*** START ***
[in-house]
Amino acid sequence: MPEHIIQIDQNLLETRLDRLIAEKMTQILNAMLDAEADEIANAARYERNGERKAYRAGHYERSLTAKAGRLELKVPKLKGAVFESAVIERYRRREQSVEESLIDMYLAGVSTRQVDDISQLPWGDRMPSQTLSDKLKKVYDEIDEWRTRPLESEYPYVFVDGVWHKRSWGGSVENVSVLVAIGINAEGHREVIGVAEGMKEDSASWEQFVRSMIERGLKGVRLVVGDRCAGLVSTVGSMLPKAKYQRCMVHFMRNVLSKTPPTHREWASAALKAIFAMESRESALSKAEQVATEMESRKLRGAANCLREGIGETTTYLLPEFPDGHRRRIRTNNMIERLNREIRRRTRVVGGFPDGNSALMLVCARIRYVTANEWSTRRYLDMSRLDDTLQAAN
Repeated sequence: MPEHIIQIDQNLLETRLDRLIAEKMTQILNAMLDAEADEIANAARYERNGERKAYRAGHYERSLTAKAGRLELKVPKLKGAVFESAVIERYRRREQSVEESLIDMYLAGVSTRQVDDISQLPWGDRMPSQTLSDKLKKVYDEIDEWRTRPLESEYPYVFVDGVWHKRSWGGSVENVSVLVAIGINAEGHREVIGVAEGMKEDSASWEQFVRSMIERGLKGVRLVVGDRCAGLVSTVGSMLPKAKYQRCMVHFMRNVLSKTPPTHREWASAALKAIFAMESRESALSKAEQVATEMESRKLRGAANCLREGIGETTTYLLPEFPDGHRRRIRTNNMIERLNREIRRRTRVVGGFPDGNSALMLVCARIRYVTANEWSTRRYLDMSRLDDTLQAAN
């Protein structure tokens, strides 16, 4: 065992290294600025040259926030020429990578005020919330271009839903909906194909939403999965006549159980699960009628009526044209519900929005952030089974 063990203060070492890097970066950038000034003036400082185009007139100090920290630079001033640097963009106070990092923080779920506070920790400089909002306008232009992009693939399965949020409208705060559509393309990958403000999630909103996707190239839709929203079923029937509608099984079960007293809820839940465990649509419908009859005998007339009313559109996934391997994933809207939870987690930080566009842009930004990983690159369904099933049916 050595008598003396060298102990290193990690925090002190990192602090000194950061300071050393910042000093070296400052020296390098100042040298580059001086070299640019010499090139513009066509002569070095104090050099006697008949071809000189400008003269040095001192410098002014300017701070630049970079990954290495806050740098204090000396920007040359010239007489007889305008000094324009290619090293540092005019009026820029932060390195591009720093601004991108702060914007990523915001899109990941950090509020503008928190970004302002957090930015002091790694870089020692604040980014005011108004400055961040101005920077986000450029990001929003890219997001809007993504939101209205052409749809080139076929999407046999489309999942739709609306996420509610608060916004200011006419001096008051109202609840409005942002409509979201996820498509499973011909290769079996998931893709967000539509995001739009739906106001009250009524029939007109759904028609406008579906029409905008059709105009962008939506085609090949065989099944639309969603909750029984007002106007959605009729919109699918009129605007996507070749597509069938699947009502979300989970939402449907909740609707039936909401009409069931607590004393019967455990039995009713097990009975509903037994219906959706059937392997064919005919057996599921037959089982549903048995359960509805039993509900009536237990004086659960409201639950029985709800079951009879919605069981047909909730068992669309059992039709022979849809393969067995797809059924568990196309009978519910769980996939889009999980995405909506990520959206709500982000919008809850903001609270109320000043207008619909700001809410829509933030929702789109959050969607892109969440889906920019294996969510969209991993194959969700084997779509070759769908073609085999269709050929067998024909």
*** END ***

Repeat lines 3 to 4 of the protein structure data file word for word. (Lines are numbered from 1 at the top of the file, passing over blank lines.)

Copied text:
Repeated sequence: MPEHIIQIDQNLLETRLDRLIAEKMTQILNAMLDAEADEIANAARYERNGERKAYRAGHYERSLTAKAGRLELKVPKLKGAVFESAVIERYRRREQSVEESLIDMYLAGVSTRQVDDISQLPWGDRMPSQTLSDKLKKVYDEIDEWRTRPLESEYPYVFVDGVWHKRSWGGSVENVSVLVAIGINAEGHREVIGVAEGMKEDSASWEQFVRSMIERGLKGVRLVVGDRCAGLVSTVGSMLPKAKYQRCMVHFMRNVLSKTPPTHREWASAALKAIFAMESRESALSKAEQVATEMESRKLRGAANCLREGIGETTTYLLPEFPDGHRRRIRTNNMIERLNREIRRRTRVVGGFPDGNSALMLVCARIRYVTANEWSTRRYLDMSRLDDTLQAAN
């Protein structure tokens, strides 16, 4: 065992290294600025040259926030020429990578005020919330271009839903909906194909939403999965006549159980699960009628009526044209519900929005952030089974 063990203060070492890097970066950038000034003036400082185009007139100090920290630079001033640097963009106070990092923080779920506070920790400089909002306008232009992009693939399965949020409208705060559509393309990958403000999630909103996707190239839709929203079923029937509608099984079960007293809820839940465990649509419908009859005998007339009313559109996934391997994933809207939870987690930080566009842009930004990983690159369904099933049916 050595008598003396060298102990290193990690925090002190990192602090000194950061300071050393910042000093070296400052020296390098100042040298580059001086070299640019010499090139513009066509002569070095104090050099006697008949071809000189400008003269040095001192410098002014300017701070630049970079990954290495806050740098204090000396920007040359010239007489007889305008000094324009290619090293540092005019009026820029932060390195591009720093601004991108702060914007990523915001899109990941950090509020503008928190970004302002957090930015002091790694870089020692604040980014005011108004400055961040101005920077986000450029990001929003890219997001809007993504939101209205052409749809080139076929999407046999489309999942739709609306996420509610608060916004200011006419001096008051109202609840409005942002409509979201996820498509499973011909290769079996998931893709967000539509995001739009739906106001009250009524029939007109759904028609406008579906029409905008059709105009962008939506085609090949065989099944639309969603909750029984007002106007959605009729919109699918009129605007996507070749597509069938699947009502979300989970939402449907909740609707039936909401009409069931607590004393019967455990039995009713097990009975509903037994219906959706059937392997064919005919057996599921037959089982549903048995359960509805039993509900009536237990004086659960409201639950029985709800079951009879919605069981047909909730068992669309059992039709022979849809393969067995797809059924568990196309009978519910769980996939889009999980995405909506990520959206709500982000919008809850903001609270109320000043207008619909700001809410829509933030929702789109959050969607892109969440889906920019294996969510969209991993194959969700084997779509070759769908073609085999269709050929067998024909």